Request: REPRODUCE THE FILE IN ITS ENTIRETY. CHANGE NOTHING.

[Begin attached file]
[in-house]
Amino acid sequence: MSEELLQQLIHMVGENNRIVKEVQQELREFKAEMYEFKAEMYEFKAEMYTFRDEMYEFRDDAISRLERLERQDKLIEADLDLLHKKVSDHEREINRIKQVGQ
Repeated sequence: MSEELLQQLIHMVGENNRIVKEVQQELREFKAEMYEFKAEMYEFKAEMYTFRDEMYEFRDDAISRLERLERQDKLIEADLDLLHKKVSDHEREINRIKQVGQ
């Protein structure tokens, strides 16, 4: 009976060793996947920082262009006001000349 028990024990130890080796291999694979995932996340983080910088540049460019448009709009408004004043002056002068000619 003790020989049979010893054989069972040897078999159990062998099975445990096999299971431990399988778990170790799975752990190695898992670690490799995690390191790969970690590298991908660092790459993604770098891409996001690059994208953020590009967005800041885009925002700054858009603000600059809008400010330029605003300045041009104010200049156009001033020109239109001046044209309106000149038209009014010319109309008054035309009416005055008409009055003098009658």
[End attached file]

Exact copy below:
[in-house]
Amino acid sequence: MSEELLQQLIHMVGENNRIVKEVQQELREFKAEMYEFKAEMYEFKAEMYTFRDEMYEFRDDAISRLERLERQDKLIEADLDLLHKKVSDHEREINRIKQVGQ
Repeated sequence: MSEELLQQLIHMVGENNRIVKEVQQELREFKAEMYEFKAEMYEFKAEMYTFRDEMYEFRDDAISRLERLERQDKLIEADLDLLHKKVSDHEREINRIKQVGQ
């Protein structure tokens, strides 16, 4: 009976060793996947920082262009006001000349 028990024990130890080796291999694979995932996340983080910088540049460019448009709009408004004043002056002068000619 003790020989049979010893054989069972040897078999159990062998099975445990096999299971431990399988778990170790799975752990190695898992670690490799995690390191790969970690590298991908660092790459993604770098891409996001690059994208953020590009967005800041885009925002700054858009603000600059809008400010330029605003300045041009104010200049156009001033020109239109001046044209309106000149038209009014010319109309008054035309009416005055008409009055003098009658």